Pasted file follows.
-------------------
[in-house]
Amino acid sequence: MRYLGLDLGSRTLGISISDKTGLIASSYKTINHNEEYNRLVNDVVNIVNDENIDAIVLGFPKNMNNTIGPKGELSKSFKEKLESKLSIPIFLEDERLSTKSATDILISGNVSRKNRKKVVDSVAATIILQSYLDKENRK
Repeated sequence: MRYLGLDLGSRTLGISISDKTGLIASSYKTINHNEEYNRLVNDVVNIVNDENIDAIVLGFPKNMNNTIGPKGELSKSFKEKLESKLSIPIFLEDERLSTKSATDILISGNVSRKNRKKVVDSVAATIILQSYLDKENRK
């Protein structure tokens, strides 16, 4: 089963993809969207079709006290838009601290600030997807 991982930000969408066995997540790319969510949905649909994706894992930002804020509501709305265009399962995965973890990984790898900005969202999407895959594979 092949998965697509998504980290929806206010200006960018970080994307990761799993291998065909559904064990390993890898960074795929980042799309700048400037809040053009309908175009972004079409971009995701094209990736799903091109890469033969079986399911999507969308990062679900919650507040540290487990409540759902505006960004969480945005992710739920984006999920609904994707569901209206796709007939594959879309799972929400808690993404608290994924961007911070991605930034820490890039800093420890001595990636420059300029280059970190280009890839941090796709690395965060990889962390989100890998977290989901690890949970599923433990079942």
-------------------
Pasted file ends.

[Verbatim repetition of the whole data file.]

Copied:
[in-house]
Amino acid sequence: MRYLGLDLGSRTLGISISDKTGLIASSYKTINHNEEYNRLVNDVVNIVNDENIDAIVLGFPKNMNNTIGPKGELSKSFKEKLESKLSIPIFLEDERLSTKSATDILISGNVSRKNRKKVVDSVAATIILQSYLDKENRK
Repeated sequence: MRYLGLDLGSRTLGISISDKTGLIASSYKTINHNEEYNRLVNDVVNIVNDENIDAIVLGFPKNMNNTIGPKGELSKSFKEKLESKLSIPIFLEDERLSTKSATDILISGNVSRKNRKKVVDSVAATIILQSYLDKENRK
């Protein structure tokens, strides 16, 4: 089963993809969207079709006290838009601290600030997807 991982930000969408066995997540790319969510949905649909994706894992930002804020509501709305265009399962995965973890990984790898900005969202999407895959594979 092949998965697509998504980290929806206010200006960018970080994307990761799993291998065909559904064990390993890898960074795929980042799309700048400037809040053009309908175009972004079409971009995701094209990736799903091109890469033969079986399911999507969308990062679900919650507040540290487990409540759902505006960004969480945005992710739920984006999920609904994707569901209206796709007939594959879309799972929400808690993404608290994924961007911070991605930034820490890039800093420890001595990636420059300029280059970190280009890839941090796709690395965060990889962390989100890998977290989901690890949970599923433990079942």